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State College Broadcaster Lends His Voice to Charity

by on February 18, 2018 5:00 AM

When he first arrived in State College, Jeff Brown figured he was here for a temporary six-month pit stop along the road to a full-time broadcasting career in a larger market. In fact, he nearly gave up on State College upon arrival.

Brown had been working part time at a Pittsburgh station, which eventually offered him a full-time job. The only catch was the position was not going to be available for six months. With a baby at home, Brown needed a full-time income to support his young family, so he agreed to interview with a State College radio station, 3WZ, with the intention of leaving for the Pittsburgh job as soon as it was open.
However, when he pulled into the parking lot for his interview, he was taken aback by the appearance of the building the station was housed in.

“The facility was just in horrible shape. It actually had ‘3WZ’ written in soap on the window. And I thought, ‘Oh, no way!’ So I turned around and I left; I didn’t even go in. I got as far as Bellefonte, and I thought, ‘This is stupid, you just drove three hours, at least go talk to them.’”

He went back, and he quickly learned that the station was in the process of building a new facility. He decided to accept the job. 

“I got a call six months later from the station in Pittsburgh, and I turned them down. I said, ‘This  place is perfect for my family, perfect for me, and as much as I love Pittsburgh and would love the thrill of working for a Pittsburgh radio station, I’m happy here.’”

That was almost 30 years ago. Today, Brown is one of the most recognized voices in Centre County. He’s the morning show host on 93.7 The Bus, he’s the announcer at local sporting events, including Penn State basketball games and State College Spikes games, and he works full time at Penn State as an instructor in the Bellisario College of Communications and as the general manager of CommRadio.

Brown can trace his interest in broadcasting back to his childhood in Grove City, where he used to record himself doing play-by-play announcing for NBA games for fun. He also was influenced by KDKA’s Jack Bogut.

“I loved Jack Bogut. My mother listened to him every morning while she was driving us to school. He made my mother laugh, and I always wanted to make her laugh,” Brown said.

But when he enrolled at Slippery Rock University, it was as an elementary education major. He loved interacting with little kids and thought he would make a good kindergarten teacher, he said, but he soon got bored with the curriculum.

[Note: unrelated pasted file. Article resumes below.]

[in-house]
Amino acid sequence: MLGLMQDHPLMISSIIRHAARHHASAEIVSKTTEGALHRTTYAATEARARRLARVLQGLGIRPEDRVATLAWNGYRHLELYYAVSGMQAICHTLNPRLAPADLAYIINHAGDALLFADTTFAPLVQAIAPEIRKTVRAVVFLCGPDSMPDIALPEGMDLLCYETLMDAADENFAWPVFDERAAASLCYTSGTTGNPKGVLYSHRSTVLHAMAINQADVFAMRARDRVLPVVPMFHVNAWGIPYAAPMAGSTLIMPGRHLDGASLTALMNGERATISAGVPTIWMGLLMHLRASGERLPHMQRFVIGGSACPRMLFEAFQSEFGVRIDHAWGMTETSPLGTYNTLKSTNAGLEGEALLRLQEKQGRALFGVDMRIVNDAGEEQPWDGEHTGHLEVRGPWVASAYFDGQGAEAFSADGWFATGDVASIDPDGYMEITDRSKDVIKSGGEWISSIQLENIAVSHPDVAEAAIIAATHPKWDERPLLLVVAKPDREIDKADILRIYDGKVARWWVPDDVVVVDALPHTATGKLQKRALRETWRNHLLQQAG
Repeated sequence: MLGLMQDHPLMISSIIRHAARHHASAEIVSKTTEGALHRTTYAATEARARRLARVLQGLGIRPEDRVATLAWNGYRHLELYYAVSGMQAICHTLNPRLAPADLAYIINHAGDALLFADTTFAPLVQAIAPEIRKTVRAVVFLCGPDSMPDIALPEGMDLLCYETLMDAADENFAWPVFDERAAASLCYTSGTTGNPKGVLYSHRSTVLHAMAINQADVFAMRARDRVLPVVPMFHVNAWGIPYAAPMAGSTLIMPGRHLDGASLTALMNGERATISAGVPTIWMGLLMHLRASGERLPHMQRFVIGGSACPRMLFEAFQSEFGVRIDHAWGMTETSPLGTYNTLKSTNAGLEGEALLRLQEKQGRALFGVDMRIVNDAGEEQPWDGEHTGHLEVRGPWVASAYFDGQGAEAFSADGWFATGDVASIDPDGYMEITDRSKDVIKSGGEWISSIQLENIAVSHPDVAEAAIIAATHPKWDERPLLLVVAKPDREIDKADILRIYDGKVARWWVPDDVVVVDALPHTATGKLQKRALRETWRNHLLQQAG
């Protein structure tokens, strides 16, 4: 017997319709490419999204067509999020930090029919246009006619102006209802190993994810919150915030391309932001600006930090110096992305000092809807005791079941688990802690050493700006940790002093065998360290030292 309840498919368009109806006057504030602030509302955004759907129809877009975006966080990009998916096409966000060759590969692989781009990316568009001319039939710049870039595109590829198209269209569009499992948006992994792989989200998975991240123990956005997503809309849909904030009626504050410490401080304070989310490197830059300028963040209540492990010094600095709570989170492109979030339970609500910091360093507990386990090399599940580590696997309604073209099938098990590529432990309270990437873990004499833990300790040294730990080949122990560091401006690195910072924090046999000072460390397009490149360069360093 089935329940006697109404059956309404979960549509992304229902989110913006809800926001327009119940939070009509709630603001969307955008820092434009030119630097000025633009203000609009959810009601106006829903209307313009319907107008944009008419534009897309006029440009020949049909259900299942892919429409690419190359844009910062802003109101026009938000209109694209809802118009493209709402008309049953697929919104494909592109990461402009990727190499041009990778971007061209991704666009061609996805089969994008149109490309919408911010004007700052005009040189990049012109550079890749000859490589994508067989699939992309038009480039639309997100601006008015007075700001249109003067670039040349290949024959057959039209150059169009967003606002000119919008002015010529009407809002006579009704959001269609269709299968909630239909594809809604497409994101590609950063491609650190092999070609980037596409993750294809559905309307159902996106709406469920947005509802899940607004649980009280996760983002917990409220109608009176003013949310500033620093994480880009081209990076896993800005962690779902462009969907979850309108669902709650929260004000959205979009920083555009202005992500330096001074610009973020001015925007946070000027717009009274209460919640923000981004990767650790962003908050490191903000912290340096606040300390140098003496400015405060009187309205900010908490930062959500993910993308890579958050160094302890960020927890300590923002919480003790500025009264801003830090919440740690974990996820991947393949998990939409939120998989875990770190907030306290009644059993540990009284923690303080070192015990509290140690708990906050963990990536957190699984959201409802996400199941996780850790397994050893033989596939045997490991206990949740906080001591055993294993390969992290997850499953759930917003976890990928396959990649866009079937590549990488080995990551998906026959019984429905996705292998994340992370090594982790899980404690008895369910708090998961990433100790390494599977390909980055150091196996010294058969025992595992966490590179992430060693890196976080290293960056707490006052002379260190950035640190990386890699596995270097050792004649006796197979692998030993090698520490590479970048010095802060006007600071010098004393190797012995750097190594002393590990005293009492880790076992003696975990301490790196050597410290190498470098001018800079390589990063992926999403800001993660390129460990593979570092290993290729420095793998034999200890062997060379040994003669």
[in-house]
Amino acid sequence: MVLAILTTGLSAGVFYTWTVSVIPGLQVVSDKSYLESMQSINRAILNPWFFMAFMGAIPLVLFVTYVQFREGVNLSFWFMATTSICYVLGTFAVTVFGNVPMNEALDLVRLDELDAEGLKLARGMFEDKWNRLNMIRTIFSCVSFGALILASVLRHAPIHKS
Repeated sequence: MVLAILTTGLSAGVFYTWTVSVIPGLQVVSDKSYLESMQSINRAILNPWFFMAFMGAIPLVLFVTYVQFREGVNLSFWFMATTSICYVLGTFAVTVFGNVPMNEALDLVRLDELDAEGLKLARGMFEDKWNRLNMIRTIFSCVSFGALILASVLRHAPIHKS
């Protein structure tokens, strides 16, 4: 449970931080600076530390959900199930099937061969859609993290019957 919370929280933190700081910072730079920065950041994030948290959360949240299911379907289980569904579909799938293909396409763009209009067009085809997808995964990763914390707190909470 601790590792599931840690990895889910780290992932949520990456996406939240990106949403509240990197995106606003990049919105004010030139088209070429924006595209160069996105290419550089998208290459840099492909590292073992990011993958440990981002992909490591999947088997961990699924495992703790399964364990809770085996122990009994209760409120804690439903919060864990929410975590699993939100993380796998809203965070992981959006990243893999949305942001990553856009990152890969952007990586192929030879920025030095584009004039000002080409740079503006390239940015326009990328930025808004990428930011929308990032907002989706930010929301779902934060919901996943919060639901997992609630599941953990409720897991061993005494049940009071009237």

“A friend of mine joined the radio station and he talked me into trying it with him.  And the longer I did it, the more people said, ‘You should be in radio.’ So, I switched majors,” Brown said.

Two years ago, Brown was inducted into the inaugural class of the Slippery Rock University Broadcasting Hall of Fame. He returns to mentor the broadcasting students there each year, and loves that part of his job at Penn State as well.

“There’s so much talent here. I’ve had students who’ve gone on to work at ESPN, the Big 10 Network, CNN — it’s just fun to watch them grow, and move up, and take off,” Brown said.

Although Brown is certainly enthusiastic about all of his professional pursuits, he said his favorite aspect of his career is that it affords him the opportunity to lend his voice to charitable causes. While his busy schedule means he has had to cut back on charity events in recent years, he makes time to support several organizations he is passionate about, including the Bob Perks Fund and Centre Volunteers In Medicine. He also headed up a “request-a-thon” at The Bus to raise money for Hurricane Harvey Relief in September.

“It’s just so cool to be able to go out and do something, and raise a bunch of money, and know that a lot of people are being helped, and that I had a small part in it,” Brown said. “The people of this area are the nicest, most caring group of people I’ve ever known. When there’s something to be done — wham — everybody jumps on it. It’s phenomenal.”

Brown also has raised money for charity through his involvement in RamaLama, a local doo-wop group.

“RamaLama started about four years ago, when Tom Wilson, the mayor of Bellefonte, got us together. It is so much fun,” Brown said.

“We recently started doing charity events. We just sang at the American Ale House to raise money for the State College Food Bank, and we raised some pretty significant money there. On Feb. 24, we’ll be doing the same thing for the food bank in Bellefonte during a spaghetti dinner at the Bellefonte Elks. We’re going to go table to table, and for a donation, we’ll sing your request.”

In his limited spare time, Brown enjoys antiquing with his wife, Cathy, acting in community theater productions and relishing what he says is his favorite role of all: being “Grandpa” to his 3-year-old granddaughter.

While reflecting on the full life he’s built here, Brown said he finds himself occasionally asking, “What if I had turned around and left before that interview? Where would I be today? It’s just such a privilege to live and work in this area, and to be able to interact with all of the people here.”


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